Seth Skorkowsky is one of the most promising fantasy writers I've read in the past decade. He has managed to create top quality urban fantasy in the Valducan series and exceeded that in the Tales from the Black Raven stories. While I prefer the latter, I was a day-one purchaser for this latest volume of the Valducan series.
The premise for the books is that the world is infested with demons. These spirits possess human beings and transform them into vampires, werewolves, and other creatures of darkness. Opposing these creatures are the Holy Weapons, those objects which have been empowered with more powerful demons that prey on these creatures. Each novel chronicles one Holy Weapon and their wielder, the latter of whom are often obsessed to a near-romantic level with their object.
This novel follows a woman named Victoria Martin who, after a chance encounter with demons, ends up a disgraced and jobless. Encountering Valducan agent Allan Havlock, keeper of the sword Ibenus, she becomes enamored with the organization and decides to become a member. Unfortunately, this is after she's started working with a hacktivist named Tommy D who intends to expose the Valducan group to the world. Her loyalties will be tested and, ultimately, irrevocable choices made as Ibenus prepares its next wielder.
Ultimately, I really enjoyed this book and while I would prefer another Matt Hollis book, I think this provides an excellent insight into how the Valducan group works as well as its recruiting methods. We also get some insight into the gender politics of the organization as Victoria is used to dealing with a boys network and is somewhat off-put with her ill-advised attempts to bond with the other female demon hunters in the group.
I also liked how the group tried to deal with the fact new wielders would invariably think the organization was filled with fanatical cultists if they hadn't yet encountered monsters. The best part of the novel, for me, was the following of recruit Gernhard as he tried to deal with the fact he was spiritually bonded with a supernatural weapon but wasn't a believer in monsters. Honestly, I found his story somewhat more compelling than Victoria's.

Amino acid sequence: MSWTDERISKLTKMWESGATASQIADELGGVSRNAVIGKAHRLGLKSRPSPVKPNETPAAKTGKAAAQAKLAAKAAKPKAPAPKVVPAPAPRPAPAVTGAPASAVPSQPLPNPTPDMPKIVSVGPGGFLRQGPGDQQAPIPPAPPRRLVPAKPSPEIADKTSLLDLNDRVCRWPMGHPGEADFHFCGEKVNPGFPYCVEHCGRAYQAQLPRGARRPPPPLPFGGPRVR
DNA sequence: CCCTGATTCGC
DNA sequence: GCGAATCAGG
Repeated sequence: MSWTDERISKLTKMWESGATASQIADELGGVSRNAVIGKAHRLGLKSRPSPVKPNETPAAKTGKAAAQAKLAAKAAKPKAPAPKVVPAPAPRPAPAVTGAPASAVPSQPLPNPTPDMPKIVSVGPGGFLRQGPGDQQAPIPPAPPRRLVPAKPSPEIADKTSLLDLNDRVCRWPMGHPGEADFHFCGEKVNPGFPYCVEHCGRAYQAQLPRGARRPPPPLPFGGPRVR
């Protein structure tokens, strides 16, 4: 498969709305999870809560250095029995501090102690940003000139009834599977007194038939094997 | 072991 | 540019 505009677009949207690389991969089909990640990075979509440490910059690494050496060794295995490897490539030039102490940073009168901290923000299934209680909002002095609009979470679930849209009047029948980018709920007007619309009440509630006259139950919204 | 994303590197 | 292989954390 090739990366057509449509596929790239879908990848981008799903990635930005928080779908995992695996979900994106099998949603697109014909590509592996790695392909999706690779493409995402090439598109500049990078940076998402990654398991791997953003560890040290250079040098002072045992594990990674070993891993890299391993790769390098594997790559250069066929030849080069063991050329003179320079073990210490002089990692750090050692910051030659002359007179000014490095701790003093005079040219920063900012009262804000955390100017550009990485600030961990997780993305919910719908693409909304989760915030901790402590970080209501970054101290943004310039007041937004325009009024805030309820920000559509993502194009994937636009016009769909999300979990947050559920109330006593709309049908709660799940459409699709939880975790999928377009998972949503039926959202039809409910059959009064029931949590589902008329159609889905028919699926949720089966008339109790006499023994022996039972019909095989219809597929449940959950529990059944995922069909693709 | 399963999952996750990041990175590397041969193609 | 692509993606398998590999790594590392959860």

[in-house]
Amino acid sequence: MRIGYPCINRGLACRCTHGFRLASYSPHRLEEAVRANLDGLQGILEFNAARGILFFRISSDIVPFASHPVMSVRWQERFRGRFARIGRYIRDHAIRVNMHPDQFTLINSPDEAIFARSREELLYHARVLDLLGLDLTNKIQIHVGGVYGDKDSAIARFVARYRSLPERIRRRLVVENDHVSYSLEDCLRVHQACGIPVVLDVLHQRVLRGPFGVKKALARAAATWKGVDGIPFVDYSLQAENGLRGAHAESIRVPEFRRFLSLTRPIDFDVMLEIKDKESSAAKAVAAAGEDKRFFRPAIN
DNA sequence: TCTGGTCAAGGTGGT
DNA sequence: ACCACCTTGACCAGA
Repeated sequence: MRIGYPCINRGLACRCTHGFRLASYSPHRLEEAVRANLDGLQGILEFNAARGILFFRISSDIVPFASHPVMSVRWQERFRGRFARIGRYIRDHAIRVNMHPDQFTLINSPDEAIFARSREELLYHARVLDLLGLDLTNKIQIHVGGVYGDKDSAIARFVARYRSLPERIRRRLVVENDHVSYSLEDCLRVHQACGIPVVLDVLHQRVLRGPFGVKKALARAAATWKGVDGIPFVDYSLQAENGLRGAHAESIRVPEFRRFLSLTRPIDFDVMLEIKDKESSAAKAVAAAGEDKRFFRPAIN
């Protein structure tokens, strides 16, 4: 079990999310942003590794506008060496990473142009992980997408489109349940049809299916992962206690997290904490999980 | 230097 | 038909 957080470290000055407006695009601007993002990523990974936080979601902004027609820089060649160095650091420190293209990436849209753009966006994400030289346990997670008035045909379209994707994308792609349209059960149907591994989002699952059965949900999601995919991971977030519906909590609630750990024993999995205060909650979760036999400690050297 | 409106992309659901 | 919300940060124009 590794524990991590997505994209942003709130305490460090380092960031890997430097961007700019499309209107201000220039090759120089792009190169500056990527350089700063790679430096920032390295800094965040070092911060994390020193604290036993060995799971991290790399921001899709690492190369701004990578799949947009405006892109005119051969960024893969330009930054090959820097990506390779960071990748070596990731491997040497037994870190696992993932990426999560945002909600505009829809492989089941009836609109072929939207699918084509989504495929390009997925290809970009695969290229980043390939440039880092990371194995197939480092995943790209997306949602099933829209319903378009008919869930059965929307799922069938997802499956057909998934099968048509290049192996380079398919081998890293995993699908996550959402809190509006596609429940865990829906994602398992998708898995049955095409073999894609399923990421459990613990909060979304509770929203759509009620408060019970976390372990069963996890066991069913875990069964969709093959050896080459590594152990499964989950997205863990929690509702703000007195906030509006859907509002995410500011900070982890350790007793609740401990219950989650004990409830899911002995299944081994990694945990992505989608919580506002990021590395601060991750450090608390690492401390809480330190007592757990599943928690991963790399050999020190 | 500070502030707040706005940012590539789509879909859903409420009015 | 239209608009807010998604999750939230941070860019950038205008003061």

Unfortunately, I feel Victoria's story suffered because a lot of it was truncated with the excuse of Ibenus magically bringing her around to its way of thinking. She is skeptical of the Valducan group until she's not. She's only vaguely interested in Allan, until she's in love with him. Also, she loses all sympathy from me toward the end where her morality has warped into something resembling a terrorist.
Given my own RL politics about government secrecy and lying to the public, the ending where Victoria embraces the idea it's better to murder people to cover up the demon wars going on around her makes me believe she deserves to be put down like a mad dog. Somehow, I don't think that was what Seth Skorkowsky was going for even though I think it makes a fine story about corruption and fanaticism.
Indeed, I'm very much on the side of the antagonist in this novel (I refuse to use the term villain). Tommy D wishes to expose the world to the truth of the horrors filling the world and the organization which is waging a clandestine war behind the scenes. While horrible consequences follow his quest, I tend to chalk that up as much to the Valducan as otherwise. Indeed, the ending pretty much validates all of Tommy D's fears.
Either way, the Valducan series is a fine one with lots of action and deep character development. While it suffered here due to the use of the Holy Weapons as a narrative shortcut, I still enjoyed this volume tremendously. Fans of the previous volumes will enjoy this and newcomers won't be lost.